Back to a whacky classic with the No.5 choice, His Girl Friday (1940).

Some of the comments: “A comic look at the stinking underbelly of tabloid journalism, with a good dose of feisty feminism thrown in.” … “Fantastic performances from all the cast. Almost as good as The Front Page” … “Classic Hollywood screwball comedy with Cary Grant, and the media setting is the icing on the cake. A time when working in journalism was shorthand for glamour! LoL.”

The Best of the Rest

At the head of The Best of the Rest is Citizen Kane (1941). It is still the definitive statement of what an old-style media mogul should look like and a technical tour de force (it is a real film-maker’s film), but it seems a bit dated now. Many of our younger Media Insider voters had heard of it, but very few have actually seen it.

In alphabetical order:

  • A Private War (2018): “A very personal and powerful portrayal of Marie Colvin – someone I knew and admired, but who scared me a little if I’m honest.”
  • Bombshell (2019): “Great performances and an excellent insight into how media and politics combine. And of course, with sexual harassment at work being at the core. Very topical.”
  • Broadcast News (1987): “Simply the most brilliant portrayal of TV news - including the arrogance of anchors and the power of producers and executives.”
  • Defence of the Realm (1985): “A very British take on politics, spies and the media – what a combo!”
  • How to Build a Girl (2019): “This is EMAP in the 1990s and what it was like working at a music mag (hedonistic, male-dominated, the power of print, sex, drugs etc). We could never do it now, but it just seemed normal then.”
  • Network (1976): “The frustration and fascination we all have with news – fast-moving, ever changing and driven by the ratings. Thankfully, all driven by algorithms now (not!)”
  • Salvador (1986): “A burnt-out journalist who finds a new life and a sense purpose by becoming part of the story he’s covering. A bit too close to home!”
  • Someone Great (2019): “Young, fun and set in an urban, neon, modern-day setting.”
  • The Front Page (1974): “Funny, yet the attitudes portrayed are spot on. Period timepiece and two masters on top form.”
  • The Great Hack (2019): “Really scary, demonstrating the real power of data.”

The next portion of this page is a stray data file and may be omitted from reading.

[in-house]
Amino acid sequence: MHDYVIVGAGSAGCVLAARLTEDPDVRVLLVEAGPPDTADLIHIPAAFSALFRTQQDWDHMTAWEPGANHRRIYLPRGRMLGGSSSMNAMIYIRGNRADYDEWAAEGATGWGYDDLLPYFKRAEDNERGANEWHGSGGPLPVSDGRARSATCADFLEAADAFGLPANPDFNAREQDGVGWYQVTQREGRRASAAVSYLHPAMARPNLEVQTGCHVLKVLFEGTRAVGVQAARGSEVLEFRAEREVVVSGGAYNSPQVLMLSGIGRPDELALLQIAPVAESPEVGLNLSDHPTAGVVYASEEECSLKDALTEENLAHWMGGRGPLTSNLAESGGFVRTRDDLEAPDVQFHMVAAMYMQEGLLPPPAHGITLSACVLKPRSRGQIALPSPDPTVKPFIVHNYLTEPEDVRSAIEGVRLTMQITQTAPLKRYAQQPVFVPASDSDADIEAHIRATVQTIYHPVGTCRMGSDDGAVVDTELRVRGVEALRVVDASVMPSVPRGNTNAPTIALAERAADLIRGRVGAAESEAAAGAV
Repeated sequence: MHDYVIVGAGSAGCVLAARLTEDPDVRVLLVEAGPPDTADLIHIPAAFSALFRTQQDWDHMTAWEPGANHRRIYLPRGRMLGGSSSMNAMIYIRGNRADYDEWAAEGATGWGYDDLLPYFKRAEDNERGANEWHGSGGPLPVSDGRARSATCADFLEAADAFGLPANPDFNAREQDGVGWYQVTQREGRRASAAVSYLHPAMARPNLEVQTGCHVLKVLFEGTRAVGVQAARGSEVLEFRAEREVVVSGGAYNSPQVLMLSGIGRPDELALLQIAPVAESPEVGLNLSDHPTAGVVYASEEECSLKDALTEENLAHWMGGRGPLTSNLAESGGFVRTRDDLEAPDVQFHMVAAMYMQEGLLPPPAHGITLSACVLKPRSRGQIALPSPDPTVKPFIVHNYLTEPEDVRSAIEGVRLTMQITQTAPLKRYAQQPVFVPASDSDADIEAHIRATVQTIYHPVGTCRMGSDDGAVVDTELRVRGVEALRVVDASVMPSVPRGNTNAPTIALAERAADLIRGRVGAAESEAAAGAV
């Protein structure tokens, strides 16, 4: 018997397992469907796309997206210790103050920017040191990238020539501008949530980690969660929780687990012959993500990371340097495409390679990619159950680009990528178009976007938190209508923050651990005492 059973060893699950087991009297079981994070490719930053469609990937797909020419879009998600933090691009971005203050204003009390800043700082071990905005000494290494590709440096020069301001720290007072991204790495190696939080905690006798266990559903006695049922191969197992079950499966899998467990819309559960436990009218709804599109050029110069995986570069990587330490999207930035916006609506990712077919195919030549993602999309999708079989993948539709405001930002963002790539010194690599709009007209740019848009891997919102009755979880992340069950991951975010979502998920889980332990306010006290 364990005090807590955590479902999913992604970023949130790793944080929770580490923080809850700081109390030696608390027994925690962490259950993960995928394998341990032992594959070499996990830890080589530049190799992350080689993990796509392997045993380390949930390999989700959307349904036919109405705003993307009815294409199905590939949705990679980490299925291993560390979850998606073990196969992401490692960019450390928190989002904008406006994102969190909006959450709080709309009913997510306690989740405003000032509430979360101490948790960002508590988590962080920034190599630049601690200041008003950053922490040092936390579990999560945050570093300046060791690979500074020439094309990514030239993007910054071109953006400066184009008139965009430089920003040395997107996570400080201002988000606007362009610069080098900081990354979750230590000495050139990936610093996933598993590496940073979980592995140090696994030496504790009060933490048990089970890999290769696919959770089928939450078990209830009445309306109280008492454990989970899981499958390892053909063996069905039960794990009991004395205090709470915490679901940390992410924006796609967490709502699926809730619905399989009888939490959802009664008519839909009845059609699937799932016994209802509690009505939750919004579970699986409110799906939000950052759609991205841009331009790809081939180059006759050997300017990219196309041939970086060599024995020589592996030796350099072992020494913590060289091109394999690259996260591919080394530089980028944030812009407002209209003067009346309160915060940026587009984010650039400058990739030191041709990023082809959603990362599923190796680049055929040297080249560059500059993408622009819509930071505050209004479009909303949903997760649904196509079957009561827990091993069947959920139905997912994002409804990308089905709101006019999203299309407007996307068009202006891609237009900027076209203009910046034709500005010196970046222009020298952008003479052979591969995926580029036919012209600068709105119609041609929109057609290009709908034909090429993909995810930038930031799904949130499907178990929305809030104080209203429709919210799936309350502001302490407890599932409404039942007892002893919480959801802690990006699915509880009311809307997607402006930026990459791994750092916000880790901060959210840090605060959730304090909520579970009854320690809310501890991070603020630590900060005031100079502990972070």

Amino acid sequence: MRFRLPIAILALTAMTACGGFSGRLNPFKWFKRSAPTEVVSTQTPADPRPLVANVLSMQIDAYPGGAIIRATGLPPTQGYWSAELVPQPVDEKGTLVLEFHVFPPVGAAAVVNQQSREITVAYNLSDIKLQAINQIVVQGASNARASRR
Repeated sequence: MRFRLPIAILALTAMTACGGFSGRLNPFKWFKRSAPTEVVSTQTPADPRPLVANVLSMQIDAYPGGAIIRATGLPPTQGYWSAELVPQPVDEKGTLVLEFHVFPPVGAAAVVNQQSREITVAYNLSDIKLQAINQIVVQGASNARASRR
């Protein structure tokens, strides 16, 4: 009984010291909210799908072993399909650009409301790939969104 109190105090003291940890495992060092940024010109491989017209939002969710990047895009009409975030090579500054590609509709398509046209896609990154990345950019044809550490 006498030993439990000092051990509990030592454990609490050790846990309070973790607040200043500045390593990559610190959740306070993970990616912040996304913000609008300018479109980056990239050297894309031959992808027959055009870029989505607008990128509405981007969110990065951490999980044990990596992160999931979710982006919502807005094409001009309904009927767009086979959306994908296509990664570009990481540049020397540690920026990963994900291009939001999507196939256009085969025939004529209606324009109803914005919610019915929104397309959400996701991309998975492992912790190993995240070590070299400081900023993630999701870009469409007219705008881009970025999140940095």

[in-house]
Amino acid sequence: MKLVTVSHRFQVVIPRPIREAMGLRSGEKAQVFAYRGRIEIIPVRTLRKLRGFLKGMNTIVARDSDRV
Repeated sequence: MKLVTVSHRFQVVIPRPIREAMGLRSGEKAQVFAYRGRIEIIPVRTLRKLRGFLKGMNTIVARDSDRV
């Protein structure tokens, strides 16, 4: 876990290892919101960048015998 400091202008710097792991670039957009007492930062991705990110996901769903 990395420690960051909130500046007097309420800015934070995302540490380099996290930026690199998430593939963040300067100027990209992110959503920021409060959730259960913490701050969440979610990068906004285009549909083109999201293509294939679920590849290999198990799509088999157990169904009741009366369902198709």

• The Shipping News (2001): “Atmospheric, compassionate, soulful film about a Newfoundland community and role of the local newspaper in holding it together.”
  • Tomorrow Never Dies (1997): “When a media mogul becomes a power-crazed madman intent on world domination in a Bond movie, you know you’re working in the right business!”
  • Zodiac (2007): “The commitment of the central protagonist during his investigation is admirable, and the movie is gripping. This beats Broadcast News by a decent margin.”

The Top Five TV Shows

  1. Drop the Dead Donkey
  2. Succession
  3. Press
  4. The Bold Type
  5. Lou Grant

Drop the Dead Donkey (1990-1998) won the No.1 slot by a surprisingly large margin despite its age.

Some of the comments: “A biting satire on life in a TV News station and the struggle to balance factual reporting with sensationalism whilst taking care not to include anything that might upset the media-mogul owner. Still relevant!” … “Showing my age, but nothing since has been as accurate about the chaos of a TV newsroom than this show! Allegedly the creators wanted to create a show about office politics and settled on a newsroom as being the most extreme place for office politics!” … “It shows that TV news people are sometimes just as feckless and clueless as everyone else.”

Although in the No.2 slot, Succession (2018 to date) dominates the current, live output in the poll.

Some of the comments: “Relentlessly funny and, of course, there's much malicious joy in seeing how close it steers to the Murdoch family without straying into libel court territory. Such a clever near-reality series.” … “Hilarious and doesn't shy away from showing how badly people in power can behave.” … “Incredibly well observed and really accurately depicts how some people see the world.”